Shaker Ehmedi, who manages a Cousin’s Supermarket location in Philadelphia, observed: “We have a hard time delivering mail in this country. How would we ever deliver these boxes?”

Agriculture Secretary Sonny Perdue on Feb. 22 acknowledged the idea took congressional members by surprise but said his staff consulted with experts.

Brandon Lipps, administrator for the Agriculture Department’s food and nutrition service, told The Associated Press in an interview last week that he wants retailers to play a role, and stressed that SNAP recipients would still receive 60 percent of their benefits in cash to spend at grocery stores.

Small stores in rural communities could also benefit, Lipps said, arguing that recipients who typically travel long distances to large supermarkets for groceries would get shelf-stable goods in their box and be able to shop at their local grocer for produce.

“The market is changing in how people get their food,” Lipps said. “I think we in the government have a duty to be changing with that market.”

The Harvest Box model would have the federal Agriculture Department procuring foods, Lipps acknowledged, but it would also rely heavily on states.

“We left the distribution to states, and there are a lot of models in that,” Lipps said. “That could include distribution through a grocery store, or a grocery store participating in distribution.”

A few miles down the Monongahela River from Rankin, Dylamatos Market in Pittsburgh is its neighborhood’s only source of fresh food, where about a quarter of the customers pay with SNAP, owner Dianne Shenk said. The program’s biggest benefit is choice, she said.

“These boxes will be full of shelf-stable items, the same things we’re being told not to eat,” she said.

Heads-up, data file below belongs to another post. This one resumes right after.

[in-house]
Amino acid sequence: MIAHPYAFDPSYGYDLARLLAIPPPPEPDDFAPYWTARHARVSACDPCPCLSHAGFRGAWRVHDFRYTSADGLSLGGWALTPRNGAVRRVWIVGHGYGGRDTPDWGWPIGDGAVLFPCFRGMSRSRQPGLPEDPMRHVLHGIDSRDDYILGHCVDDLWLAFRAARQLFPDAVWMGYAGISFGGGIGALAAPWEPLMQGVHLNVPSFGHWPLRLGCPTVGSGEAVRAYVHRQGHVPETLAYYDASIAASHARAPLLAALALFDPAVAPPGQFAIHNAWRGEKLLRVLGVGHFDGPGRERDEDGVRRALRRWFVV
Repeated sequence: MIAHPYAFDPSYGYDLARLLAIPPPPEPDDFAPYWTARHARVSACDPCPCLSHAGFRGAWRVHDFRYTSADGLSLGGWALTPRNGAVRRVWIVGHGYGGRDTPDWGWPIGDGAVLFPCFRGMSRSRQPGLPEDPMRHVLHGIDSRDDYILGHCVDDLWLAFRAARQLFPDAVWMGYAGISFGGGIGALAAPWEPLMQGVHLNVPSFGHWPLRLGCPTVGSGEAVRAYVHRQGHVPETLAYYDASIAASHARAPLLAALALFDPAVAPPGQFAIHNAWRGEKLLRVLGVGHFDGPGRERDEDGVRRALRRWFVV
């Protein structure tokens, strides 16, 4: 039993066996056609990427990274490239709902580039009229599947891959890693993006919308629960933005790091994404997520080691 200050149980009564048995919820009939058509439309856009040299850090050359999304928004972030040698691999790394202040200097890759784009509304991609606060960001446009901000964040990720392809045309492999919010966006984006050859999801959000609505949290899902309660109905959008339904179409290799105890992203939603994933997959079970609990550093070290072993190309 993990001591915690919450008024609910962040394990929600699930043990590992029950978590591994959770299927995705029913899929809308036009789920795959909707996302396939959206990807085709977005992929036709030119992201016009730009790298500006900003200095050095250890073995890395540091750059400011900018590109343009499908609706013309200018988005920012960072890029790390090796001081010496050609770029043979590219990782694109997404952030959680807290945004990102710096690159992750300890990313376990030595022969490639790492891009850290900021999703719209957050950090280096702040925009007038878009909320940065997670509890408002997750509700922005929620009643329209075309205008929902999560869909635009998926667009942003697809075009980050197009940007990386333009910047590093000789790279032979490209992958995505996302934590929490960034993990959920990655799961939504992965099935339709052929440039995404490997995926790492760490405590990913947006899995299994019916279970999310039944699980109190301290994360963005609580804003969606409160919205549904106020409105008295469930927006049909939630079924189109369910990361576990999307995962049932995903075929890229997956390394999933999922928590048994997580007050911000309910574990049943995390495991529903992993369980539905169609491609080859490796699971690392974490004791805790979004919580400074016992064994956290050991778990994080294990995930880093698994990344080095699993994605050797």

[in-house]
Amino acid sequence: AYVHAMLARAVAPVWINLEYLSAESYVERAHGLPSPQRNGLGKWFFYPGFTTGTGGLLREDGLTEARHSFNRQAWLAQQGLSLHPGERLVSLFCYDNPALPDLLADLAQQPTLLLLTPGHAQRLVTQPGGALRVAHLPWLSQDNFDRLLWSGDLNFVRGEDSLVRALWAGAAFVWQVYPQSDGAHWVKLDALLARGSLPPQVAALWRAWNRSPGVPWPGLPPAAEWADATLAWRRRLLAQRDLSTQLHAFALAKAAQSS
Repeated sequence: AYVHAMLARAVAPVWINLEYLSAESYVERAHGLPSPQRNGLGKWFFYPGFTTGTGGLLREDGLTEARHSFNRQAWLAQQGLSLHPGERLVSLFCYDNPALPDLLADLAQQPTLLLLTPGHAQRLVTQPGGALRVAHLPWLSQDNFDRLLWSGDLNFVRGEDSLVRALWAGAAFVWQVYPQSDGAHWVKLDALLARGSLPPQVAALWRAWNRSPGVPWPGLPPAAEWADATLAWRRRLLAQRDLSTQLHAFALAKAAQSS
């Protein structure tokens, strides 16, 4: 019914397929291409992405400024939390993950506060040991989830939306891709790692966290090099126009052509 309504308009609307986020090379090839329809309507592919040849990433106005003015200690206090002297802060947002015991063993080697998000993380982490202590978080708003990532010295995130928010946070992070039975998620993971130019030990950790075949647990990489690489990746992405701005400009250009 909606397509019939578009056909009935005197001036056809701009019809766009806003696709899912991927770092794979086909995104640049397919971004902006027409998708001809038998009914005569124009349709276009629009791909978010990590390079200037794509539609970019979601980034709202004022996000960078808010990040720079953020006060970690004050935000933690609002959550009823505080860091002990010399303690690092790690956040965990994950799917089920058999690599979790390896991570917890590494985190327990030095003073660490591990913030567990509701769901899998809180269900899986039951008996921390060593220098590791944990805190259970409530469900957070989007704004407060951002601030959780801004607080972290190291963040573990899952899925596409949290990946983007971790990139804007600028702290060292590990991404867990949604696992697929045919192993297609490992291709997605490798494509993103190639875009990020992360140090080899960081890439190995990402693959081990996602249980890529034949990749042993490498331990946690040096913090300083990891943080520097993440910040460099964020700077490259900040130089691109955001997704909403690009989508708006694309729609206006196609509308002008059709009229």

Some grocers worried about their revenues simply fear communities could lose an institution.

“A lot of people appreciate the in-store experience down here,” said Todd Vowell, president of a company that operates supermarkets in Alabama and Mississippi bearing his family’s name. “It’s still a community gathering place where customers make friends and see old friends, and they would miss out on that if they aren’t coming to a grocery store.”

  • Facebook
  • Twitter

Leave a Comment

Recent News

Local

Message from Catherine Hicks Philadelphia Branch NAACP President and Publisher of the SUN on passing of former PA Senator T. Milton Street

November 29, 2022

Tweet Share Pin Email The Philadelphia Branch NAACP and the Philadelphia SUN family, is saddened to hear...

Stateside

Senate runoff: Obama heading to Georgia

December 1, 2022

Tweet Share Pin Email By BILL BARROW and JEFF AMY ATLANTA (AP) — Georgia voters have cast...

Week In Review

Biden admin to ask high court to take up student debt plan

November 24, 2022

Tweet Share Pin Email ABOVE PHOTO: Light illuminates part of the Supreme Court building on Capitol Hill...

Politics

Georgia runoff: Why one Senate seat is crucial for Democrats

November 24, 2022

Tweet Share Pin Email ABOVE PHOTO: This combination of photos shows, Sen. Raphael Warnock, D-Ga., speaking to...

Health

How to shop for the right Medicare plan and avoid costly mistakes

November 24, 2022

Tweet Share Pin Email BPT Inflation is putting the squeeze on all Americans, but no one is...

Color Of Money

Top financial to-dos to end the year strong and prepare for 2023

November 24, 2022

Tweet Share Pin Email BPT  The holidays are a time full of good cheer, but not necessarily...

The Philadelphia Sunday Sun Staff